And somehow, having his permission to get the tattoo suddenly, ever-so-slightly weakened my longstanding desire. Well played, Hubby, well played. A brilliant piece of reverse psychology, I had to admit–and I almost fell for it. But diminished desire does not necessarily mean demolished, and when I continued to talk periodically about getting “branded” (as he likes to call it), he pulled the ultimate “put up or shut up” move . . . and bought me a gift certificate to an upscale tattoo parlor for my birthday.
Well, now. My bluff has been called. I acknowledge defeat–and I claim victory at the same time.
My husband doesn’t understand my desire to “put marks on a perfectly good body,” and I would imagine that many people reading this blog won’t understand, either–even though a recent Harris poll revealed that one in five adults in the U.S. now have at least one tattoo (and a growing number of those adults are women in my age bracket). I realize some people may be disgusted by the whole idea of defacing the temple, while others may question my decision (and my sanity)–what in the world would possess a woman my age to do something so silly, something so permanent? I can’t speak for any of those other women, but I have a pretty good idea why I’m possessed. So here’s my explanation for all those dumbfounded by this little ol’ lady’s decision . . .
In part, it’s about expanding my horizons and opening myself to new experiences. The older I get, the worse my eyesight becomes–but the deeper my insight grows. And paradoxically, for the first time in my life, I feel like I’m really seeing the world around me and realizing all that I have missed–and all that I want to experience while I’m still able to do so. Sure, I could expand my horizons without getting a tattoo, and my recent travel adventures are proof of that, but this is just one more way for me to embrace life and live.
It’s also about conquering my fears. Last year I wrote about empowering myself by facing my phobias, not the least of which is my fear of needles (see “Conquering My Fears in Room 101“). This may be the ultimate challenge for the wimpy girl who refuses to get a flu shot, who has to close her eyes, hold her breath and visualize sandy beaches before having blood drawn, who would rather slam her finger in the car door (on purpose) than sit in the dentist’s chair. So, surely, if I can tolerate not just the pain of the needle but the mere idea of that needle pricking my skin over and over and over, then I can conquer just about anything.
And maybe, just maybe, it’s a little bit about letting some of the rebelliousness that’s been brewing below this calm demeanor for decades to finally bubble to the surface. Maybe this is my way of making a very personal statement about my inner being, my way of saying to the world (or at least to the tiny little world that will ever actually see the tattoo) that I’m not as boring and mundane and predictable as you think I am–that within this quiet shell is a heart that aches with emotion, a mind that whirls with creativity and spunk, and a soul that vibrates with music and passion and beauty.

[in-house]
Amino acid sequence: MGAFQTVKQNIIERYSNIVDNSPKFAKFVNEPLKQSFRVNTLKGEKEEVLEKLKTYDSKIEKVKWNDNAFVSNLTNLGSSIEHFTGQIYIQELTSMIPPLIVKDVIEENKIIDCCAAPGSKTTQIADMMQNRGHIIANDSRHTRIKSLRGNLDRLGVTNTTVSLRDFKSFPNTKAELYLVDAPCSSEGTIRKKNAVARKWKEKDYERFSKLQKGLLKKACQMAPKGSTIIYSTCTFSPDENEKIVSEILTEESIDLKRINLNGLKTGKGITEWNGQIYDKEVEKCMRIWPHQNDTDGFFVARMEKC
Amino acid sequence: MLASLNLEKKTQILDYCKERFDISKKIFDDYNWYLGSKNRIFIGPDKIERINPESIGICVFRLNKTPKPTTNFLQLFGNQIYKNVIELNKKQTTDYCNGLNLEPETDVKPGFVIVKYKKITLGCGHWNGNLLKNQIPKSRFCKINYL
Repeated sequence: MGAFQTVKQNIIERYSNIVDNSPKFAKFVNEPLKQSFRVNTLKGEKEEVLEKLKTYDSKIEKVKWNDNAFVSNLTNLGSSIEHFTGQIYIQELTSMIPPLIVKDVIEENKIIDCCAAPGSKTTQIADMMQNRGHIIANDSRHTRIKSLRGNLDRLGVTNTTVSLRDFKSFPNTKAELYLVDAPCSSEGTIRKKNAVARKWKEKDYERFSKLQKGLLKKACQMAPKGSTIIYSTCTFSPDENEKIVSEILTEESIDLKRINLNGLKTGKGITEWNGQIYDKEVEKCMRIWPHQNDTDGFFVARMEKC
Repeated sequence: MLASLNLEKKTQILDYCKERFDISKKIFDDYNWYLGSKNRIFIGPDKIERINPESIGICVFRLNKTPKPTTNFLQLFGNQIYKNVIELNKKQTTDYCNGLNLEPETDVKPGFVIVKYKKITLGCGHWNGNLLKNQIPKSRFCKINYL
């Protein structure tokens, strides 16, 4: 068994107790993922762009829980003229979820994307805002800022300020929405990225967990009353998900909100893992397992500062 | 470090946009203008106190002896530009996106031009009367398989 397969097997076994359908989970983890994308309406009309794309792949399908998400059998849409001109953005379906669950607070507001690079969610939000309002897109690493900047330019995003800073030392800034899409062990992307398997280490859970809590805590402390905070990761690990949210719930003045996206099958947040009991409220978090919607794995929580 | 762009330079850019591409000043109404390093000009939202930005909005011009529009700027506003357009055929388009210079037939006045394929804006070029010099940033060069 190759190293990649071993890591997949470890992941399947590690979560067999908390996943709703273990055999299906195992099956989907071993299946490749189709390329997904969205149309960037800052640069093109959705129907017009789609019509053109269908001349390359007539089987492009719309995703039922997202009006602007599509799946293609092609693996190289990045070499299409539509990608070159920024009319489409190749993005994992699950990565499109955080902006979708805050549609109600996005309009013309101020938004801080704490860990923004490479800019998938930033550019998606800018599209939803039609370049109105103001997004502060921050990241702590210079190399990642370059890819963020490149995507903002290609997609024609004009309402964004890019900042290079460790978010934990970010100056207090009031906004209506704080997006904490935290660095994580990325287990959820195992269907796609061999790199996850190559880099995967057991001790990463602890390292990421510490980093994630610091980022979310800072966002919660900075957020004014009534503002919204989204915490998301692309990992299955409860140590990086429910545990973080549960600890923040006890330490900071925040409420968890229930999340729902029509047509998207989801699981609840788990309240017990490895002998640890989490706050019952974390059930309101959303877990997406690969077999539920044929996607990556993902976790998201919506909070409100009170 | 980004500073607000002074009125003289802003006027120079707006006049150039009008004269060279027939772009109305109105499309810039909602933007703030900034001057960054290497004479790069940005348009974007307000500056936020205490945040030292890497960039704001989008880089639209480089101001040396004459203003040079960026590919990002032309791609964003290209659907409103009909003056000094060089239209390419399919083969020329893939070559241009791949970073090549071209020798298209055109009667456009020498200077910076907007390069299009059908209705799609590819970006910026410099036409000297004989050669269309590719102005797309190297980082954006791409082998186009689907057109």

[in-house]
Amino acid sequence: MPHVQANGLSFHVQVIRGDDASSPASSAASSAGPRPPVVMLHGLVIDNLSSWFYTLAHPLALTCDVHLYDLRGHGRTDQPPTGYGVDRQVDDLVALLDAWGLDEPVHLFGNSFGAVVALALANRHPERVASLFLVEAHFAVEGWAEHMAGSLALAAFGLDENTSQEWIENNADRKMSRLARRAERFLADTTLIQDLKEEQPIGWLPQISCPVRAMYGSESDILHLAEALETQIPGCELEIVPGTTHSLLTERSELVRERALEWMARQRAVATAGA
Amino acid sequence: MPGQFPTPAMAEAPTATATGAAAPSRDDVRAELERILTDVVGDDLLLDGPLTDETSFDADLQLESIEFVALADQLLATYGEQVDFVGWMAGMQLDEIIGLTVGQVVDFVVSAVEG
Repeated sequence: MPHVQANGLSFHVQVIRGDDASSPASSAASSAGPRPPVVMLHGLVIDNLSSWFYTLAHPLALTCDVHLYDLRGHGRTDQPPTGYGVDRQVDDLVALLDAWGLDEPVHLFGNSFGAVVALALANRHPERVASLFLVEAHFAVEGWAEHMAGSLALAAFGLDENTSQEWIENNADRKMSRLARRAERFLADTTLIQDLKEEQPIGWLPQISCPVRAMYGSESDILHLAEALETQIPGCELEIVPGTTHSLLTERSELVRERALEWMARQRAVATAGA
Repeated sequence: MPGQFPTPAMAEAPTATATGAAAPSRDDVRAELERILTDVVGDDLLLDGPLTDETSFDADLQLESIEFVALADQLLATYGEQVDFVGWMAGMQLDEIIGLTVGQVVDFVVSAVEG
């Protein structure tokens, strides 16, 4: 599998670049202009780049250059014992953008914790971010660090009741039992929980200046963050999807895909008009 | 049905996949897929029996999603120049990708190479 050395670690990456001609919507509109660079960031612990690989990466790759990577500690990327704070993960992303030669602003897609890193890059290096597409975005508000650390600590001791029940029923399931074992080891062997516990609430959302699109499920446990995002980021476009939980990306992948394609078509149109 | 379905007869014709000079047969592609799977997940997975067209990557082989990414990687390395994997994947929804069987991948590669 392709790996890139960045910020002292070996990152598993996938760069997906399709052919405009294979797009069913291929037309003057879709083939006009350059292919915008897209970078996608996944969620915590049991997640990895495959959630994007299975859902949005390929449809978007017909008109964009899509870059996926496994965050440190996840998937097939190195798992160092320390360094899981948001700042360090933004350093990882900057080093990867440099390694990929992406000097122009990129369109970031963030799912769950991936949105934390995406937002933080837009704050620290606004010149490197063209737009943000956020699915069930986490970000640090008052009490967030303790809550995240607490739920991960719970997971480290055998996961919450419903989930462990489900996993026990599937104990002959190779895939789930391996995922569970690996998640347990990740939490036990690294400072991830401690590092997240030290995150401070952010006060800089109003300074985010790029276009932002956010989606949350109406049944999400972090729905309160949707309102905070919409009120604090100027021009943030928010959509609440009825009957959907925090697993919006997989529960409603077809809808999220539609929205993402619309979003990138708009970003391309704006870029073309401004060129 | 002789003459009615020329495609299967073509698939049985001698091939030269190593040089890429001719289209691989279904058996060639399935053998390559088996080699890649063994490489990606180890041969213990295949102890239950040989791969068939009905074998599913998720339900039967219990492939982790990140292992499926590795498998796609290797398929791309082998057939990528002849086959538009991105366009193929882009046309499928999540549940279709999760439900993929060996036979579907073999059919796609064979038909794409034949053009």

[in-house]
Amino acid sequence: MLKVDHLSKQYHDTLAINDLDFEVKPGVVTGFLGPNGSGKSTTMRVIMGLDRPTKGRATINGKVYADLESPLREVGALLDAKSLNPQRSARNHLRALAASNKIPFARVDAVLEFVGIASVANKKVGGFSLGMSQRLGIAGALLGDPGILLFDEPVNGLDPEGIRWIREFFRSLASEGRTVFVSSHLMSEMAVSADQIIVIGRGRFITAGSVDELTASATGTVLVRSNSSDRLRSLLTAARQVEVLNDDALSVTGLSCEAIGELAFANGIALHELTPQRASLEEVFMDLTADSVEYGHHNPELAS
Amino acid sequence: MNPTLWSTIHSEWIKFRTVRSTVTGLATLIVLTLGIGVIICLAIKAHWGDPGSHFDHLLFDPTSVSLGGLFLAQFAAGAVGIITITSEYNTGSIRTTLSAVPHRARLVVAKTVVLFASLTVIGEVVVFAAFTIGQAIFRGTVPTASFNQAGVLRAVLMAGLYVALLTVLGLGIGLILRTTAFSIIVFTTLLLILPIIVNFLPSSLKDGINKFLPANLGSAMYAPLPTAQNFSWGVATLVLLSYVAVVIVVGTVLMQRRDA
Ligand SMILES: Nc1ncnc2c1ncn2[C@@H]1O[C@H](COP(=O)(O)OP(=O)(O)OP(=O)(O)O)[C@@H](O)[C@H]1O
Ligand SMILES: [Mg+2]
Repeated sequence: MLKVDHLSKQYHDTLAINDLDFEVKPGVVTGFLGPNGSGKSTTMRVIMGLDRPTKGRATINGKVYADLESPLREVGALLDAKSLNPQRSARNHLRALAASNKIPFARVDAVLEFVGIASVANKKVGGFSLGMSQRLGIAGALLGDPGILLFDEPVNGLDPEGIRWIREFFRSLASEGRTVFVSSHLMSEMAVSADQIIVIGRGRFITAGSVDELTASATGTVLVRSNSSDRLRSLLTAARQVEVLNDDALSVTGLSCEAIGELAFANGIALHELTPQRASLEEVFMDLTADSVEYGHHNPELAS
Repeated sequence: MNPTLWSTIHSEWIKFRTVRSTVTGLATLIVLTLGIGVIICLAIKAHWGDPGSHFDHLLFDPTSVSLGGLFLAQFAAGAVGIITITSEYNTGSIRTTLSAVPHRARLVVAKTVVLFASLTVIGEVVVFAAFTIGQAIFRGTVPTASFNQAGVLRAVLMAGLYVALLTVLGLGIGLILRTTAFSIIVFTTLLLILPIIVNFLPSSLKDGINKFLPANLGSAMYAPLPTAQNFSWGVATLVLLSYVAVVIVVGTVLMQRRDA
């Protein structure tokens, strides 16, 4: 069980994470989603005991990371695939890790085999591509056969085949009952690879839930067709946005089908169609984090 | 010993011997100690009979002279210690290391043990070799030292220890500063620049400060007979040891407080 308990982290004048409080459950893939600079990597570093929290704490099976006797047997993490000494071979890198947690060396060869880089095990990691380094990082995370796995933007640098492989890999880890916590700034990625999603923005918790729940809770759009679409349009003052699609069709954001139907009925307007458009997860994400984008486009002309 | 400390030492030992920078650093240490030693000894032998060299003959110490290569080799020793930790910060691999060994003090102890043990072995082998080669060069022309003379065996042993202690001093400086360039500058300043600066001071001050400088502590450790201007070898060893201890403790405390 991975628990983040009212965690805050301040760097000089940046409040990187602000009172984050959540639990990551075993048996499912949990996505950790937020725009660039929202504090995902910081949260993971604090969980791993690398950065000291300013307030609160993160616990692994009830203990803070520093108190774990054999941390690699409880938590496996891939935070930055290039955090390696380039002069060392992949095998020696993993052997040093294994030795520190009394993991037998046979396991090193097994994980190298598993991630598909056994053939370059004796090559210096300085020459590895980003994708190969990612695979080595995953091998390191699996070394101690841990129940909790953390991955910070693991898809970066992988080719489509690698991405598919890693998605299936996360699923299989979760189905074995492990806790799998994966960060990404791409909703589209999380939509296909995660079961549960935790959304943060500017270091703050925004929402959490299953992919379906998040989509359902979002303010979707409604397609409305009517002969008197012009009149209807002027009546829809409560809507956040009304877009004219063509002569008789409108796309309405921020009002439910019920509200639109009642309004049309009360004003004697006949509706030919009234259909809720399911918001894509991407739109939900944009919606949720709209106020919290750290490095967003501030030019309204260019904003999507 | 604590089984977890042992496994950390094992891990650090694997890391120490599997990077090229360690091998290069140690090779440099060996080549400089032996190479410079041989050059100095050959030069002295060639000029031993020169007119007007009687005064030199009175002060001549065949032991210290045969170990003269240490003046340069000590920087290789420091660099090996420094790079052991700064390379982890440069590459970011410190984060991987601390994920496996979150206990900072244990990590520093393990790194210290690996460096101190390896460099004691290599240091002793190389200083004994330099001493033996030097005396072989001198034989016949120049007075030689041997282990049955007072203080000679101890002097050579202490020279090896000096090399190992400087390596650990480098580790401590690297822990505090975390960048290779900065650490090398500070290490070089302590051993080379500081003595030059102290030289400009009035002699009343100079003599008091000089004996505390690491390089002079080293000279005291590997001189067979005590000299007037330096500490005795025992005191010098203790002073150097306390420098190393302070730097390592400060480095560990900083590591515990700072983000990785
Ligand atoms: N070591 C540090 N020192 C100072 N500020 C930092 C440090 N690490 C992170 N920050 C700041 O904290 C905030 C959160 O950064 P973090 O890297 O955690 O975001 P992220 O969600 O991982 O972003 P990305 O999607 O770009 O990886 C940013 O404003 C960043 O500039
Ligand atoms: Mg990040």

I think I’ve waited long enough to get the tattoo that I won’t regret it when I’m “older,” and it most likely won’t fade or migrate southward, either. But I still have a few pre-appointment jitters: What if the pain is so much worse than I’m anticipating–what if the artist gets halfway through the first word and I think I can’t take it anymore, but there are 7 1/2 words to go? What if I’m not allowed to move but I get stiff/accidentally sneeze/have to go to the bathroom? Or even worse, what if the artist unexpectedly sneezes, his hand slips and what was supposed to be a lower case “n” suddenly looks like a Volkswagon Beetle? And horror of all horrors–WHAT IF HE MISSPELLS SOMETHING?
My sons tell me to quit worrying so much, everything will be fine, and besides, there’s no backing out now. I’ve already met with the tattoo artist to discuss my design idea, the gift certificate has already been paid for and the appointment made, son Sam has already made plans to meet us there to get his fifth tattoo (which will include elements of mine), and a dear photographer friend is excitedly awaiting the opportunity to record every inky moment.
Today is my birthday, and I will spend this day in quiet reflection (i.e., worrying myself silly) because tomorrow is THE day–wish me luck! If you have any interest in finding out what the tattoo was (and finding out if I was actually able to go through with it!) or maybe even seeing a picture or two, stay tuned for Part II . . .
*The date of purchase of that first Harley–September 23, 1995–is significant only because when I began working on this blog, I incorrectly stated the purchase date as 1996. My husband immediately corrected me with the exact month, day and year. He does not, however, have the same, precise recall of family birthdays and anniversaries. Interesting.
There is a life-force within your soul, seek that life.
There is a gem in the mountain of your body, seek that mine.
O traveler, if you are in search of that
Don’t look outside, look inside yourself and seek that.